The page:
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North Korean leader Kim Jong-Un at Pyongyang Trolley Bus Factory. Photo: STR / AFP via Getty Images

North Korea has been acquiring technology for nuclear and weapons programs through its Berlin embassy, Germany's head of intelligence says, reports AFP.

Why it matters: North Korea isn't slowing down efforts to build up its nuclear capabilities despite heavy UN-imposed sanctions and international warnings.

Hans-Georg Maassen, head of the Bundesamt für Verfassungsschutz (BfV), or Federal Office for the Protection of the Constitution, made the comments in an interview with German public television channel ARD, to be aired Monday.

“We have noticed that so many procurement activities have taken place from the embassy ... When we see such things, we stop them. But we cannot guarantee that we spot and block each attempt."

What's next, per Ryan Hass, David M. Rubenstein Fellow in Foreign Policy at Brookings, for Axios Expert Voices: "As sanctions shrink the sources of national revenue, Kim will have to choose between funding his nuclear and missile programs, paying his military and security services, or buying off the country's elite."

"Kim’s survival instincts will likely compel him to prioritize the loyalty of North Korea’s elite and its security services, which in turn will slow nuclear and missile advances and create space for diplomacy."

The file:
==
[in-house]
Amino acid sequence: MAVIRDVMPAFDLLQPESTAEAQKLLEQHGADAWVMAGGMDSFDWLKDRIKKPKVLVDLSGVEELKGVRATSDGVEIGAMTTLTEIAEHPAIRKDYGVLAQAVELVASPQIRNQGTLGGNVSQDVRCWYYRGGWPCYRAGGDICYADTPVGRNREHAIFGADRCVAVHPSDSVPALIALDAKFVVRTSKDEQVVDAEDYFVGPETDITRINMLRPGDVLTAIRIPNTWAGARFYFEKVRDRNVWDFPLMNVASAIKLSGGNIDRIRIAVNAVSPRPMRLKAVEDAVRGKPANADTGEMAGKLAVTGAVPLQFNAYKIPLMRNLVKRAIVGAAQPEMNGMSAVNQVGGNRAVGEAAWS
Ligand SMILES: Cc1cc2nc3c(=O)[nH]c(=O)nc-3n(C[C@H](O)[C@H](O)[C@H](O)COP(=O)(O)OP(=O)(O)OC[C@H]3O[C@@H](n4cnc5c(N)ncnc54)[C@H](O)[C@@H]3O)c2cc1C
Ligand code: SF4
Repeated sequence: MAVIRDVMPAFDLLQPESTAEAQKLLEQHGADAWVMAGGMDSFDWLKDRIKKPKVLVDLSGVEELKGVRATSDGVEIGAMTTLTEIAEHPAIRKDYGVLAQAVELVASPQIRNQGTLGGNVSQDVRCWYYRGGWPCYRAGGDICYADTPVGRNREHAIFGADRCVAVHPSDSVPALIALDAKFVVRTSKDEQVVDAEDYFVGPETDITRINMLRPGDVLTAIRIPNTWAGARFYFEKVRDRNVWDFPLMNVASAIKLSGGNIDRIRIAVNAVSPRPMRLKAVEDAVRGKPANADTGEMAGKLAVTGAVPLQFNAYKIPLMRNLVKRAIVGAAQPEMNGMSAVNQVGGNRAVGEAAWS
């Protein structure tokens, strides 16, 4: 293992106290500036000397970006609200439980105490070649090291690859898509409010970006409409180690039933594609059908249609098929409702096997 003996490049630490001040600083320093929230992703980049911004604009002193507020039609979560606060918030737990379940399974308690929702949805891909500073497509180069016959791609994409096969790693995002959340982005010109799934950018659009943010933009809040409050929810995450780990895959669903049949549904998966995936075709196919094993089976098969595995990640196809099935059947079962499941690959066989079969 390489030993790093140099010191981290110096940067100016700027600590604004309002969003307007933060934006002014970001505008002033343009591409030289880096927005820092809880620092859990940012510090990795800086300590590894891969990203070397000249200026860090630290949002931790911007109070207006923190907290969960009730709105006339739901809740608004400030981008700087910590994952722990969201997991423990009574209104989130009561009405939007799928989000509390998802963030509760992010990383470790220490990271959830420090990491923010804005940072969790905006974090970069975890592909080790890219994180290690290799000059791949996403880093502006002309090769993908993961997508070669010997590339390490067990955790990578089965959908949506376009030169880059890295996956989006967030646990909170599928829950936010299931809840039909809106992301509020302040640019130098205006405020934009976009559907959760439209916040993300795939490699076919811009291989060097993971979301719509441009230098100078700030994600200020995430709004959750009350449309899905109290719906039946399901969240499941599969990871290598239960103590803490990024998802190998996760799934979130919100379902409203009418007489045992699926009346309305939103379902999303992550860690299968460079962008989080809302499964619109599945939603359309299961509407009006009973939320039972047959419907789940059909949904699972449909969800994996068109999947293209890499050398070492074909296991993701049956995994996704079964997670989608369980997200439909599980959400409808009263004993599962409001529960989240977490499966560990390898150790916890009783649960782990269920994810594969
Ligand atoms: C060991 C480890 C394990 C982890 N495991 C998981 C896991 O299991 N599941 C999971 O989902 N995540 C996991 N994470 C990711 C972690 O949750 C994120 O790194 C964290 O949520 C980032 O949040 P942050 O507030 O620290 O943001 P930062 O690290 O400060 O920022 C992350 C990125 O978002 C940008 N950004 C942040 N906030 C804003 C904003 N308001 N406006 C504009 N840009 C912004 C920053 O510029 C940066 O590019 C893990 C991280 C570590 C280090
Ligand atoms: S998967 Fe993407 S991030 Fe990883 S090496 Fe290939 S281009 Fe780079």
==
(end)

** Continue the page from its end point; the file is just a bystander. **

Go deeper

Mike Allen, author of AM
1 hour ago - Politics & Policy

Biden's "overwhelming force" doctrine

President-elect Biden arrives to introduce his science team in Wilmington yesterday. Photo: Kevin Lamarque/Reuters

President-elect Biden has ordered up a shock-and-awe campaign for his first days in office to signal, as dramatically as possible, the radical shift coming to America and global affairs, his advisers tell us. 

The plan, Part 1 ... Biden, as detailed in a "First Ten Days" memo from incoming chief of staff Ron Klain, plans to unleash executive orders, federal powers and speeches to shift to a stark, national plan for "100 million shots" in three months.

Off the Rails

Episode 2: Barbarians at the Oval

Photo illustration: Sarah Grillo/Axios. Photo: Jim Watson/AFP/Getty Images

Beginning on election night 2020 and continuing through his final days in office, Donald Trump unraveled and dragged America with him, to the point that his followers sacked the U.S. Capitol with two weeks left in his term. This Axios series takes you inside the collapse of a president.

Episode 2: Trump stops buying what his professional staff are telling him, and increasingly turns to radical voices telling him what he wants to hear. Read episode 1.

President Trump plunked down in an armchair in the White House residence, still dressed from his golf game — navy fleece, black pants, white MAGA cap. It was Saturday, Nov. 7. The networks had just called the election for Joe Biden.

Fringe right plots new attacks out of sight

Illustration: Aïda Amer/Axios

Domestic extremists are using obscure and private corners of the internet to plot new attacks ahead of Inauguration Day. Their plans are also hidden in plain sight, buried in podcasts and online video platforms.

Why it matters: Because law enforcement was caught flat-footed during last week's Capitol siege, researchers and intelligence agencies are paying more attention to online threats that could turn into real-world violence.